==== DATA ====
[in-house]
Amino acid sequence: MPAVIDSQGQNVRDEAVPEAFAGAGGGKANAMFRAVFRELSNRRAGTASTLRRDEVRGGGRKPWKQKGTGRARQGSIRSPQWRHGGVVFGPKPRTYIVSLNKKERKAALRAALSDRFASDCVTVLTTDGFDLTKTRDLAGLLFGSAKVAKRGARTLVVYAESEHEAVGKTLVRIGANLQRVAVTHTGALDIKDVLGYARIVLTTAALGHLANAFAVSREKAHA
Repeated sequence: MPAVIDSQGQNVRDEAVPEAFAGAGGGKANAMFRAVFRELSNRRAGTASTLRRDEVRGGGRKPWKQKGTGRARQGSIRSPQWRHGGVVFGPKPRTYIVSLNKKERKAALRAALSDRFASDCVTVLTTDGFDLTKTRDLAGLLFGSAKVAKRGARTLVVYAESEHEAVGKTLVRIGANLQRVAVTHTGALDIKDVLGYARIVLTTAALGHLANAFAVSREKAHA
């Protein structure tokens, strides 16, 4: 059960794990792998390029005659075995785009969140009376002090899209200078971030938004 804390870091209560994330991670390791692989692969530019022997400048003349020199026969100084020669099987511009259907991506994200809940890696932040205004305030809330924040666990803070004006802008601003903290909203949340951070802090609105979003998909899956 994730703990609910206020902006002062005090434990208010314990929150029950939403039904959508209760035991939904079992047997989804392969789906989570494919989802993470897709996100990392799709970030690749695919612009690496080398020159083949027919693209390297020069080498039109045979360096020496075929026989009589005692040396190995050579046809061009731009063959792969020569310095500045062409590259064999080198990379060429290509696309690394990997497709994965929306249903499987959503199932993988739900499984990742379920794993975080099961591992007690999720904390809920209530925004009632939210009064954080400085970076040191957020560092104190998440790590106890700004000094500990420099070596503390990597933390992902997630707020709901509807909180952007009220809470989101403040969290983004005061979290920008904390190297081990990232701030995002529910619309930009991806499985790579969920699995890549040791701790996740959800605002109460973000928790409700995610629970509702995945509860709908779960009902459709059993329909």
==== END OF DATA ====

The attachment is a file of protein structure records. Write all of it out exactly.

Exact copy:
[in-house]
Amino acid sequence: MPAVIDSQGQNVRDEAVPEAFAGAGGGKANAMFRAVFRELSNRRAGTASTLRRDEVRGGGRKPWKQKGTGRARQGSIRSPQWRHGGVVFGPKPRTYIVSLNKKERKAALRAALSDRFASDCVTVLTTDGFDLTKTRDLAGLLFGSAKVAKRGARTLVVYAESEHEAVGKTLVRIGANLQRVAVTHTGALDIKDVLGYARIVLTTAALGHLANAFAVSREKAHA
Repeated sequence: MPAVIDSQGQNVRDEAVPEAFAGAGGGKANAMFRAVFRELSNRRAGTASTLRRDEVRGGGRKPWKQKGTGRARQGSIRSPQWRHGGVVFGPKPRTYIVSLNKKERKAALRAALSDRFASDCVTVLTTDGFDLTKTRDLAGLLFGSAKVAKRGARTLVVYAESEHEAVGKTLVRIGANLQRVAVTHTGALDIKDVLGYARIVLTTAALGHLANAFAVSREKAHA
């Protein structure tokens, strides 16, 4: 059960794990792998390029005659075995785009969140009376002090899209200078971030938004 804390870091209560994330991670390791692989692969530019022997400048003349020199026969100084020669099987511009259907991506994200809940890696932040205004305030809330924040666990803070004006802008601003903290909203949340951070802090609105979003998909899956 994730703990609910206020902006002062005090434990208010314990929150029950939403039904959508209760035991939904079992047997989804392969789906989570494919989802993470897709996100990392799709970030690749695919612009690496080398020159083949027919693209390297020069080498039109045979360096020496075929026989009589005692040396190995050579046809061009731009063959792969020569310095500045062409590259064999080198990379060429290509696309690394990997497709994965929306249903499987959503199932993988739900499984990742379920794993975080099961591992007690999720904390809920209530925004009632939210009064954080400085970076040191957020560092104190998440790590106890700004000094500990420099070596503390990597933390992902997630707020709901509807909180952007009220809470989101403040969290983004005061979290920008904390190297081990990232701030995002529910619309930009991806499985790579969920699995890549040791701790996740959800605002109460973000928790409700995610629970509702995945509860709908779960009902459709059993329909």